SotW: The History of the Redevelopment of Hudson Yards

Written By Serena Horrigan | August 18, 2015 | Published in Elegran Insider, Neighborhood News
2016%2f01%2f17%2f20%2f06%2f53%2f94f677d6 894f 4245 8b2e 5ec162c42ff8%2f30 hudson yard rendering

Rendering via The Related Group

Last week, The Post published new renderings of the city’s highest observation deck atop the 75th floor of Hudson Yards’ highest, ultra-luxe, glassy tower, The Related Group’s 30 Hudson Yards.

The very large and very sleek Kohn Pedersen Fox–designed luxury building is currently under construction, and will top out at 905 square feet and 52 stories. Slated for completion in 2019, 30 Hudson Yards will be transformative both to the West Side skyline and an important component of the behemoth Hudson Yards Redevelopment Project.

Ever since Related Group launched its Hudson Yards Redevelopment Project in 2012, the massive, under-construction neighborhood north of West Chelsea has gotten a lot of press as the Far West Side’s ‘it’ neighborhood-to-be and the largest redevelopment ever of its kind. It will take up and expand on the huge swath of the High Line from 28th Street to 33rd Street between Seventh Avenue and Hudson River Park.

Hudson Yards has spent the last 50-plus years as a dilapidated rail yard, and plans to redevelop the area have historically failed. Real estate tycoon William Zeckendorf Sr. was the first to propose a development for the site back in 1956, but the banks rejected the exorbitant financing package it would require. In the ‘80s, New York Yankees’ George Steinbrenner and Jets’ Sonny Werblin both attempted to acquire the land for a new stadium for their teams.

When New York was in the bidding for the 2012 Olympics, Former Mayor Michael Bloomberg campaigned for the yards to be transformed into a massive sports arena. When NYC lost the bid, Bloomberg wanted the project to proceed, and proposed that the Jets move to the new complex from their home in the Meadowlands. Major backlash for the proposal came from Madison Square Garden owner Cablevision, who feared the obvious competition from a stadium so close by. To squash the plan, they staged a Stop the Jet advertising campaign at the cost of $40 million and effectively killed Mayor Bloomberg’s proposal.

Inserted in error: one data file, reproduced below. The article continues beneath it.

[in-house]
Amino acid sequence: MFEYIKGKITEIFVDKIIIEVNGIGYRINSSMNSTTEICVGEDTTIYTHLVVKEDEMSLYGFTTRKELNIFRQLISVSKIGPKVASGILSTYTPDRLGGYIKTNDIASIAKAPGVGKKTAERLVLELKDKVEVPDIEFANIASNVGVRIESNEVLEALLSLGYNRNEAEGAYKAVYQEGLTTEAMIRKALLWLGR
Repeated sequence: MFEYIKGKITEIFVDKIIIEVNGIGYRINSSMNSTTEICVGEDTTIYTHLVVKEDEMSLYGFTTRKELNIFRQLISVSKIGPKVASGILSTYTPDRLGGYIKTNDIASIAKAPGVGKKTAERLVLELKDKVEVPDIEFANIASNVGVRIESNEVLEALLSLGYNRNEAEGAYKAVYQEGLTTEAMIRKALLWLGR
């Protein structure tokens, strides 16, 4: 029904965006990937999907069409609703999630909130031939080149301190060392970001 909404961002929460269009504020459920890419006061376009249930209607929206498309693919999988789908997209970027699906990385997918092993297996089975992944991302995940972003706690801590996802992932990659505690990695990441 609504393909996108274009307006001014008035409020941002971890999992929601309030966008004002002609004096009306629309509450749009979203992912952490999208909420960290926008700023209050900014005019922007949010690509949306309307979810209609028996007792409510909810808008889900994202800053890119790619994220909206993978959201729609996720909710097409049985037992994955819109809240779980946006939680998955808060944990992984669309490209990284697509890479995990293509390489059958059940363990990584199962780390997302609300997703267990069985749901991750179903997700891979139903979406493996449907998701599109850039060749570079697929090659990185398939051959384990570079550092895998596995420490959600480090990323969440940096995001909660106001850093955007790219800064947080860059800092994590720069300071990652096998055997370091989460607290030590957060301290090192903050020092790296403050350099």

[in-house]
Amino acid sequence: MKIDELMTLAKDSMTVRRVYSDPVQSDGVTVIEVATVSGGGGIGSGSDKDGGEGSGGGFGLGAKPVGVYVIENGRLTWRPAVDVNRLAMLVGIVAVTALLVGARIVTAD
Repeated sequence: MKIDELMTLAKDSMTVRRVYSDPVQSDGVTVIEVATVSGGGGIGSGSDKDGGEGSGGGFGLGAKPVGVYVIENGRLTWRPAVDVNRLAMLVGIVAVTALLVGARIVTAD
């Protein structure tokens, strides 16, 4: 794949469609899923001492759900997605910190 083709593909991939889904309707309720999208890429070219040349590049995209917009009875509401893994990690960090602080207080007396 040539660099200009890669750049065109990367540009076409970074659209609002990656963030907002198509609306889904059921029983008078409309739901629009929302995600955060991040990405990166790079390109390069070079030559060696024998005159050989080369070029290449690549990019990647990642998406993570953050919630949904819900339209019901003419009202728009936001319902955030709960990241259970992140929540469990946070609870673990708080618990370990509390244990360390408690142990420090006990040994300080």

The current Hudson Yards Project promises far more than a mammoth sports arena; it will be a full-blown city-within-a-city, and the largest real estate development in the history of the US.

Exceeding the Freedom Tower and Barclay’s Center in scale, Hudson Yards is being seen as the pinnacle of real estate revival in New York.

It’s not just its grand scale makes the project so buzzworthy. The development is not actually being built on solid ground, but rather on enormous elevated platforms that will essentially act as a roof over the train tracks, allowing the trains to run as usual.

The building of the Hudson Yards Project, which effectively involves erecting an entire city on stilts, promises to be incredibly challenging as one of the most advanced in the history of US commercial real estate development. 

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